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  1. #1
    bjorke's Avatar
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    Now THAT's an alternative process

    Last edited by bjorke; 01-26-2005 at 12:29 AM. Click to view previous post history. Reason: duh typo

    "What Would Zeus Do?"
    KBPhotoRantPhotoPermitAPUG flickr Robot

  2. #2

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    More like performance art....
    My Verito page

    Anyone can appreciate a fine print. But it takes a real photographer to appreciate a fine negative.

  3. #3
    eagleowl's Avatar
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    hmmmm........

    ...I don't think I'll try that one!
    A common mistake people made when designing something completely foolproof was to underestimate the ingenuity of complete fools.

    Computers are incredibly stupid,but they are capable of being incredibly stupid many millions of times a second.

    Both said by Doug Adams

    Only put off until tomorrow that which you are prepared to die having not done-Pablo Picasso

  4. #4
    Joe Lipka's Avatar
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    Sounds like Beavis and Butthead take photography 101

    Heh, heh, heh, heh. Cool.
    A New Project! Transformations 02/02/2014

    www.joelipkaphoto.com

    250+ posts and still blogging! "Postcards from the Creative Journey"

    http://blog.joelipkaphoto.com/

  5. #5

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    Gotta work in a vacuum chamber? Oops, there went Cleveland.
    Gotta love it!

  6. #6
    David A. Goldfarb's Avatar
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    We really have taken all the excitement out of the process, haven't we.
    flickr--http://www.flickr.com/photos/davidagoldfarb/
    Photography (not as up to date as the flickr site)--http://www.davidagoldfarb.com/photo
    Academic (Slavic and Comparative Literature)--http://www.davidagoldfarb.com

  7. #7

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    That sounds more like creating the light rather than capturing it.

  8. #8
    Donald Qualls's Avatar
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    Hmmm.

    From the description quoted, it doesn't sound like nitric acid, but silver nitrate solution used to impregnate the paper -- and I wonder if it wouldn't be possible to sensitize that in solution rather than with the hydrogen-rich gas. If I'm translating the old chemical names straight, it looks like he's reacting a phosphine with the silver nitrate, producing a silver phosphide, silver phosphate, silver perphosphate, or silver hydrogen phospate, which could probably be done by treating the paper with an appropriate solution of the correct salt or acid (phosphoric acid would be the obvious first one to try). Reaction with iodine would then produce an iodophosphide or iodophosphate -- which indeed ought to be light sensitive just as a halide would be, possibly with greatly extended spectral response (the phosphorus ought to weaken the ionic bond to the silver, requiring less photon energy to form a developable latent image speck).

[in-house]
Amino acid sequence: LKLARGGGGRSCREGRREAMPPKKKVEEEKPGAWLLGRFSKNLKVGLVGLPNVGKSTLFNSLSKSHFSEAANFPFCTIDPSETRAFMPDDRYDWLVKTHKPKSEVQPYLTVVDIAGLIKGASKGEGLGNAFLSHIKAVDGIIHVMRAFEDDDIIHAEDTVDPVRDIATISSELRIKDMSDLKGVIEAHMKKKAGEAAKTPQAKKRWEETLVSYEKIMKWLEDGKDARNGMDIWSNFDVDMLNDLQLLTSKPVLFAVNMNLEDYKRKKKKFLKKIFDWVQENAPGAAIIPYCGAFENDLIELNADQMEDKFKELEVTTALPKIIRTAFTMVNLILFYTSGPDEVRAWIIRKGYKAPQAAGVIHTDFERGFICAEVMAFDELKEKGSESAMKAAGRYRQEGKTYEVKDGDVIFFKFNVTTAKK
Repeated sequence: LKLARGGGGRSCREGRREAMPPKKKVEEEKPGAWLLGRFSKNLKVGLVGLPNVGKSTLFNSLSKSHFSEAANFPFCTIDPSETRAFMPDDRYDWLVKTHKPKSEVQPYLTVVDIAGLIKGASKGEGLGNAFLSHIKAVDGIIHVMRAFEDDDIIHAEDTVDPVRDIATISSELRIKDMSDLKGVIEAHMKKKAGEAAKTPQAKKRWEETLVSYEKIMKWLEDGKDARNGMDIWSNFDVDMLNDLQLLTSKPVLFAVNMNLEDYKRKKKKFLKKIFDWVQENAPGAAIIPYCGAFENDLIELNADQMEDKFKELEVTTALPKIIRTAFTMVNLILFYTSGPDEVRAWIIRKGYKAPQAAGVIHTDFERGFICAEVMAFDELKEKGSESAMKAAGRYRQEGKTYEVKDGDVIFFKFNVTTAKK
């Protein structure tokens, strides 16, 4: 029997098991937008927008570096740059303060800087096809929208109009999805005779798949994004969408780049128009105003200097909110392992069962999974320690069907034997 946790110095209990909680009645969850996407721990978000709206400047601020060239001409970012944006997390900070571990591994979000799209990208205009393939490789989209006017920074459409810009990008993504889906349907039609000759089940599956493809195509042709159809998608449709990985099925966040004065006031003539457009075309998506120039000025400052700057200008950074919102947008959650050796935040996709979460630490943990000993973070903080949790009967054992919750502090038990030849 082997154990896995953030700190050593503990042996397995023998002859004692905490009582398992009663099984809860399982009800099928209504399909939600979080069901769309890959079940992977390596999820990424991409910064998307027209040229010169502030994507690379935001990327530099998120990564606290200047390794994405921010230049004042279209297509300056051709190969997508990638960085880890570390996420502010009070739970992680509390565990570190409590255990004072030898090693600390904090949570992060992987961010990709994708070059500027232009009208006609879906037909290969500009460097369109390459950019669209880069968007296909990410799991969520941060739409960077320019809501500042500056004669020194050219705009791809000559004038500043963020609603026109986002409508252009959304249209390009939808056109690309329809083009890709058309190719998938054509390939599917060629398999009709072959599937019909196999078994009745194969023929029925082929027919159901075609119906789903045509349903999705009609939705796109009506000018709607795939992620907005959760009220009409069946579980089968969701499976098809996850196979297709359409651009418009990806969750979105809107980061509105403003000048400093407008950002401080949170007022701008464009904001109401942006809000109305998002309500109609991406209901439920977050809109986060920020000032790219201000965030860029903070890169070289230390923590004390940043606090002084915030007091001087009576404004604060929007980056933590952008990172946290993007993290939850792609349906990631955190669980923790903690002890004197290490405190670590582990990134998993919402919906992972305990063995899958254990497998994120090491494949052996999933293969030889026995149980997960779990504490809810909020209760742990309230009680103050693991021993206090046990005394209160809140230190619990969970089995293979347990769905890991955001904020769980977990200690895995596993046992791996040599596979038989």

No nitrocellulose (because no nitric acid, and in any case very little nitrocellulose would be formed in short exposure and in the absence of sulfuric acid as a catalyst and dessicant), no hydrogen gas if you could react in liquid -- but without an analysis of his paper, it's impossible to be certain what salt or complex he was starting with before sensitizing with iodine vapor. It appears he was originally trying to produce a Daguerreotype on a paper substrate, which would have been a revolutionary advance.

    Anyone here enough of a chemo-historian to translate the chemical names into modern IUPAC designations?
    Photography has always fascinated me -- as a child, simply for the magic of capturing an image onto glossy paper with a little box, but as an adult because of the unique juxtaposition of science and art -- the physics of optics, the mechanics of the camera, the chemistry of film and developer, alongside the art in seeing, composing, exposing, processing and printing.

  9. #9
    Ole
    Ole is offline
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    Quote Originally Posted by Donald Qualls
    Anyone here enough of a chemo-historian to translate the chemical names into modern IUPAC designations?
    Only if the original is in German
    -- Ole Tjugen, Luddite Elitist
    Norway

  10. #10
    Aggie's Avatar
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    DO NOT and I repeat DO NOT let Mateo read about this, Salinas Ca. will never be safe.

    For those that don't know, he loves to try out new alternative methods. One of his latest is Uranitypes. He uses urianium to print with. The prints are gorgous, but my hubby once we had left the party where he showed them said, "no way in hell are you trying that process in our home!" only time he has put his foot down.
    Non Digital Diva



 

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